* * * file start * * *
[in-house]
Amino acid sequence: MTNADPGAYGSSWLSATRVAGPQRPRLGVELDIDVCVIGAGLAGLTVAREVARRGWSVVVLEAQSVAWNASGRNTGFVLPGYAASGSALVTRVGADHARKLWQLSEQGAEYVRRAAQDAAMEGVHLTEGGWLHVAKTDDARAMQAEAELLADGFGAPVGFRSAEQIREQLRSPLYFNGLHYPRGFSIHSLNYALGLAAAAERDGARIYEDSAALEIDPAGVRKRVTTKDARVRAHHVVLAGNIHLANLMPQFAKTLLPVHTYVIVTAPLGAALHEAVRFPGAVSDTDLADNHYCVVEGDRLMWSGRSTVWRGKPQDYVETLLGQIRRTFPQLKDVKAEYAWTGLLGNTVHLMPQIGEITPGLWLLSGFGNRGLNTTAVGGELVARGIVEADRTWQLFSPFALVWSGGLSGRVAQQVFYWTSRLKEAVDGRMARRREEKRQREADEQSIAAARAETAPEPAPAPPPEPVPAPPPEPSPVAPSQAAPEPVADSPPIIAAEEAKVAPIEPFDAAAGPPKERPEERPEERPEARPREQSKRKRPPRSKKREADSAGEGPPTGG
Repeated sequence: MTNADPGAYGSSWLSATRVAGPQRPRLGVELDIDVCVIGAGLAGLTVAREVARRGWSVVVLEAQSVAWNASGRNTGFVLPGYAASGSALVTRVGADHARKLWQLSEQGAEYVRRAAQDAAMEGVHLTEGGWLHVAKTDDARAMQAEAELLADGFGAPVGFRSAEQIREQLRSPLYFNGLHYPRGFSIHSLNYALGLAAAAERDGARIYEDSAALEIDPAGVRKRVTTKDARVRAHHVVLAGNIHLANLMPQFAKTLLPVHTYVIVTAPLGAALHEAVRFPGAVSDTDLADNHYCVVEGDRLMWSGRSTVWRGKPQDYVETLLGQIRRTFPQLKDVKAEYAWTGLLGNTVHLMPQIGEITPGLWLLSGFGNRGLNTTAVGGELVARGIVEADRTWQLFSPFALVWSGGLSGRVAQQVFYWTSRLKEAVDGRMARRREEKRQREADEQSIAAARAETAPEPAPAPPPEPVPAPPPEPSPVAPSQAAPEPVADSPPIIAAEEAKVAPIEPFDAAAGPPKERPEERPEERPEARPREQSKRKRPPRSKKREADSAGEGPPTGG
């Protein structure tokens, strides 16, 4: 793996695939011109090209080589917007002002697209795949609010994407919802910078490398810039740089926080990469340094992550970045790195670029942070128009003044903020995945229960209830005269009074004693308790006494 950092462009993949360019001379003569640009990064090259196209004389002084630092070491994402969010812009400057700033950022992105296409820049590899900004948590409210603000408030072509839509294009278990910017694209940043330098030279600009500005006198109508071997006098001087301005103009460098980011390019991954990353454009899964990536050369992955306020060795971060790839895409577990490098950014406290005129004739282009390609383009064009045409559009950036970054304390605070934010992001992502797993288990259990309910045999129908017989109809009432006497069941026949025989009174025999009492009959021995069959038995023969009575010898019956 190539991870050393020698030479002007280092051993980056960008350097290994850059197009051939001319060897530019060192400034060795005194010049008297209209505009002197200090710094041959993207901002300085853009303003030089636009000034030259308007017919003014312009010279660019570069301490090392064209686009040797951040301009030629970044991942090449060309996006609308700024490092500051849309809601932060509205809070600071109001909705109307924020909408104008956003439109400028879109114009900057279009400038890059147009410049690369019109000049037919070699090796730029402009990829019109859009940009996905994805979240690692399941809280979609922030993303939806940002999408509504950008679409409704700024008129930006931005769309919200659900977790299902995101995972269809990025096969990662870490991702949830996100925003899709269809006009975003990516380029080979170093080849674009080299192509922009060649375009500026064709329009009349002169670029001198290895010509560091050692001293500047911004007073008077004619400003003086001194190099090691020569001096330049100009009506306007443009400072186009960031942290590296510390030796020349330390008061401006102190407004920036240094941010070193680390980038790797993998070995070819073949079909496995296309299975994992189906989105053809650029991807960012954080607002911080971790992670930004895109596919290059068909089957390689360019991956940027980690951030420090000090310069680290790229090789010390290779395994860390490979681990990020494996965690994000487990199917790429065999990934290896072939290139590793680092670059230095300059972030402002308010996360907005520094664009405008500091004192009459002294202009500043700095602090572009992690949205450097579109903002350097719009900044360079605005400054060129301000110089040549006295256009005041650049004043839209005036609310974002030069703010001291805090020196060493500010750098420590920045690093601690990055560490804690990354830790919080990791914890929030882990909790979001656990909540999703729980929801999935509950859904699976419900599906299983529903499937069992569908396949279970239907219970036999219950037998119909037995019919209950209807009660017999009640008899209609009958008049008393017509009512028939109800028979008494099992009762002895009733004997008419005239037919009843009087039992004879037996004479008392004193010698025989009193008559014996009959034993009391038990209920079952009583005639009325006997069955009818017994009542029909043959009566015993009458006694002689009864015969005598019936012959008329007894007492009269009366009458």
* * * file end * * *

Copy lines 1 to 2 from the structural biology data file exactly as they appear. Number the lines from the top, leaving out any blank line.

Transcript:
[in-house]
Amino acid sequence: MTNADPGAYGSSWLSATRVAGPQRPRLGVELDIDVCVIGAGLAGLTVAREVARRGWSVVVLEAQSVAWNASGRNTGFVLPGYAASGSALVTRVGADHARKLWQLSEQGAEYVRRAAQDAAMEGVHLTEGGWLHVAKTDDARAMQAEAELLADGFGAPVGFRSAEQIREQLRSPLYFNGLHYPRGFSIHSLNYALGLAAAAERDGARIYEDSAALEIDPAGVRKRVTTKDARVRAHHVVLAGNIHLANLMPQFAKTLLPVHTYVIVTAPLGAALHEAVRFPGAVSDTDLADNHYCVVEGDRLMWSGRSTVWRGKPQDYVETLLGQIRRTFPQLKDVKAEYAWTGLLGNTVHLMPQIGEITPGLWLLSGFGNRGLNTTAVGGELVARGIVEADRTWQLFSPFALVWSGGLSGRVAQQVFYWTSRLKEAVDGRMARRREEKRQREADEQSIAAARAETAPEPAPAPPPEPVPAPPPEPSPVAPSQAAPEPVADSPPIIAAEEAKVAPIEPFDAAAGPPKERPEERPEERPEARPREQSKRKRPPRSKKREADSAGEGPPTGG